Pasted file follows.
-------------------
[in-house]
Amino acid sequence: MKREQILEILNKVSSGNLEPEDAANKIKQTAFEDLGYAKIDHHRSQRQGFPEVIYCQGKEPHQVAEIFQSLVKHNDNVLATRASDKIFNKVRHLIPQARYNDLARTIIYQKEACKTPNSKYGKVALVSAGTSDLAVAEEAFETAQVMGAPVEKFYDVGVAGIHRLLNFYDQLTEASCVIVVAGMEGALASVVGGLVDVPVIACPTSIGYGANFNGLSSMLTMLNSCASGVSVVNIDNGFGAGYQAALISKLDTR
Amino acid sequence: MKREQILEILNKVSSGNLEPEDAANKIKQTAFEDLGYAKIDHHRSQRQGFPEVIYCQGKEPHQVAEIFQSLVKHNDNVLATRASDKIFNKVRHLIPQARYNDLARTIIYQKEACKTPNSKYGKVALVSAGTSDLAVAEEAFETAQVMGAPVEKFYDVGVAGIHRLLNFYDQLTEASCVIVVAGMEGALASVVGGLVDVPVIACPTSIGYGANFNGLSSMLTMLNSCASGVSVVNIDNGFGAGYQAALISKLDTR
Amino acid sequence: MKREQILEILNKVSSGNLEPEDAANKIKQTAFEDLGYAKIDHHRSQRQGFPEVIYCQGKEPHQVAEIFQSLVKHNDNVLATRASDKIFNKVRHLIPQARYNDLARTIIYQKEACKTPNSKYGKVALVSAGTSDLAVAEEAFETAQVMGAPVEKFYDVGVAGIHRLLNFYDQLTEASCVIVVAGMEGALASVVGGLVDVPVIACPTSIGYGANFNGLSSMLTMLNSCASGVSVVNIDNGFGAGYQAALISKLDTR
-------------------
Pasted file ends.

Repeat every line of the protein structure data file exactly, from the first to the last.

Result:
[in-house]
Amino acid sequence: MKREQILEILNKVSSGNLEPEDAANKIKQTAFEDLGYAKIDHHRSQRQGFPEVIYCQGKEPHQVAEIFQSLVKHNDNVLATRASDKIFNKVRHLIPQARYNDLARTIIYQKEACKTPNSKYGKVALVSAGTSDLAVAEEAFETAQVMGAPVEKFYDVGVAGIHRLLNFYDQLTEASCVIVVAGMEGALASVVGGLVDVPVIACPTSIGYGANFNGLSSMLTMLNSCASGVSVVNIDNGFGAGYQAALISKLDTR
Amino acid sequence: MKREQILEILNKVSSGNLEPEDAANKIKQTAFEDLGYAKIDHHRSQRQGFPEVIYCQGKEPHQVAEIFQSLVKHNDNVLATRASDKIFNKVRHLIPQARYNDLARTIIYQKEACKTPNSKYGKVALVSAGTSDLAVAEEAFETAQVMGAPVEKFYDVGVAGIHRLLNFYDQLTEASCVIVVAGMEGALASVVGGLVDVPVIACPTSIGYGANFNGLSSMLTMLNSCASGVSVVNIDNGFGAGYQAALISKLDTR
Amino acid sequence: MKREQILEILNKVSSGNLEPEDAANKIKQTAFEDLGYAKIDHHRSQRQGFPEVIYCQGKEPHQVAEIFQSLVKHNDNVLATRASDKIFNKVRHLIPQARYNDLARTIIYQKEACKTPNSKYGKVALVSAGTSDLAVAEEAFETAQVMGAPVEKFYDVGVAGIHRLLNFYDQLTEASCVIVVAGMEGALASVVGGLVDVPVIACPTSIGYGANFNGLSSMLTMLNSCASGVSVVNIDNGFGAGYQAALISKLDTR